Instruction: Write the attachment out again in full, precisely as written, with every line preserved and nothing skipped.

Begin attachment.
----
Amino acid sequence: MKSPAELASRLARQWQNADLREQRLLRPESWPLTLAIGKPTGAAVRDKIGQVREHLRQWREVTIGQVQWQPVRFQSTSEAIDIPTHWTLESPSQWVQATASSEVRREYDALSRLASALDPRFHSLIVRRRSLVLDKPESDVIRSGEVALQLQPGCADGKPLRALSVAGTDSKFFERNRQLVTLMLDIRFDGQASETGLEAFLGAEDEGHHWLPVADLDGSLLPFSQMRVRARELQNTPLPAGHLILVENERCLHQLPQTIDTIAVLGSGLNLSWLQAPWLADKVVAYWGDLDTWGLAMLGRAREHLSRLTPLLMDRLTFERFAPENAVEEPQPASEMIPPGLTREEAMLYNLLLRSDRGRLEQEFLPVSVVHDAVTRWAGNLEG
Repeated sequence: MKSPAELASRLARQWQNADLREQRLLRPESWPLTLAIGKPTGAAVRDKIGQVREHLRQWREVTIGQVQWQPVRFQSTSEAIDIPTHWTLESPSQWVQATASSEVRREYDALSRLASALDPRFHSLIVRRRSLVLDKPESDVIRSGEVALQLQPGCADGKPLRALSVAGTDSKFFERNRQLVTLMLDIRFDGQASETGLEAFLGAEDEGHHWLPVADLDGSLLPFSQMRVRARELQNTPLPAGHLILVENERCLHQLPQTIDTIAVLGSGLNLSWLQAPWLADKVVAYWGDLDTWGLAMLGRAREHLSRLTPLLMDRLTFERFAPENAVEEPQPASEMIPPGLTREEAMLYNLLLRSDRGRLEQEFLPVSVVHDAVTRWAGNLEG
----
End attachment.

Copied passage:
Amino acid sequence: MKSPAELASRLARQWQNADLREQRLLRPESWPLTLAIGKPTGAAVRDKIGQVREHLRQWREVTIGQVQWQPVRFQSTSEAIDIPTHWTLESPSQWVQATASSEVRREYDALSRLASALDPRFHSLIVRRRSLVLDKPESDVIRSGEVALQLQPGCADGKPLRALSVAGTDSKFFERNRQLVTLMLDIRFDGQASETGLEAFLGAEDEGHHWLPVADLDGSLLPFSQMRVRARELQNTPLPAGHLILVENERCLHQLPQTIDTIAVLGSGLNLSWLQAPWLADKVVAYWGDLDTWGLAMLGRAREHLSRLTPLLMDRLTFERFAPENAVEEPQPASEMIPPGLTREEAMLYNLLLRSDRGRLEQEFLPVSVVHDAVTRWAGNLEG
Repeated sequence: MKSPAELASRLARQWQNADLREQRLLRPESWPLTLAIGKPTGAAVRDKIGQVREHLRQWREVTIGQVQWQPVRFQSTSEAIDIPTHWTLESPSQWVQATASSEVRREYDALSRLASALDPRFHSLIVRRRSLVLDKPESDVIRSGEVALQLQPGCADGKPLRALSVAGTDSKFFERNRQLVTLMLDIRFDGQASETGLEAFLGAEDEGHHWLPVADLDGSLLPFSQMRVRARELQNTPLPAGHLILVENERCLHQLPQTIDTIAVLGSGLNLSWLQAPWLADKVVAYWGDLDTWGLAMLGRAREHLSRLTPLLMDRLTFERFAPENAVEEPQPASEMIPPGLTREEAMLYNLLLRSDRGRLEQEFLPVSVVHDAVTRWAGNLEG